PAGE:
Crucial Mistakes to Avoid in 3D Design

The ability to create 3D models and then “print” them with today’s modern tech has opened new horizons in manufacturing, medicine, and countless other sectors. While you can improve your 3D designs with Solidworks and other similar programs, many beginning designers find their results not living up to expectations due to some simple mistakes. Here are some mistakes you must avoid in your design process to achieve quality outcomes.

Wrong Material Specifications

No two material types are exactly alike. Certain products are strong and solid, while others are light and flexible. Because of this, designers must account for the individual attributes of the materials they plan to print. Design principles that work for steel won’t work for plastic, and so on.

Do your research so you are aware of the recommended design specifications and any special adjustments needed to print your object. Be especially mindful of wall thickness, as walls that are too thick or too thin will be more likely to break or crack.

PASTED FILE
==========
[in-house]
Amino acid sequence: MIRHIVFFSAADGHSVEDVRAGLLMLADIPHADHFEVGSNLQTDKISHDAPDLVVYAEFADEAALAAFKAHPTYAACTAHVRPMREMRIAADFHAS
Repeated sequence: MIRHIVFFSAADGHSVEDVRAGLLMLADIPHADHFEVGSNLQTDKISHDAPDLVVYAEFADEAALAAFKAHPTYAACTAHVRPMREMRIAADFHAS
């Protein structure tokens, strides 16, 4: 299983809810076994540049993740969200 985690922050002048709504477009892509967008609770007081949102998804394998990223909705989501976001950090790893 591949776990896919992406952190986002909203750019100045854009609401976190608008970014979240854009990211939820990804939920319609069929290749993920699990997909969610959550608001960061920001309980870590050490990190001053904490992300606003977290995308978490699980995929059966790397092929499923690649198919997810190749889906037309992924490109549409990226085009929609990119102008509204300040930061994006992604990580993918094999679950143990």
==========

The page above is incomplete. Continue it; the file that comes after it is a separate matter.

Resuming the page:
Bad Print Tech

Not all 3D printers are created equal. In fact, different printers are generally required for different materials. Printing alumide is significantly different than printing steel or resin. Even seemingly similar materials (like gold or silver) can vary in their printing methods and requirements.

Because of this, it’s not enough to merely understand the material specifications for your design. You must also make sure that your 3D printers are properly equipped to handle the materials you’ll be working with. Otherwise, even the best of designs will go to waste.

File Resolution Mishaps

3D designs are generally exported into a file format known as STL. As with any other file format, project designs can be exported in a wide range of resolutions. Similar to the physical attribute of wall thickness, you need to find the “just right” balance to ensure that your file resolution generates the desired results.

If the file resolution is too low, the printed object will have a pixelated look and a rougher surface. Too high of a resolution, however, will often result in an extremely large file size that includes intricate details that today’s printers aren’t equipped to handle. For best results, choose a middle ground that keeps file sizes under 100 MB and tolerance definitions around .01 mm.


With the right preparatory work, you can have confidence that your 3D designs — and the resulting printed models — will fully live up to your expectations. Putting in a little extra effort now will ensure that the final result meets your needs.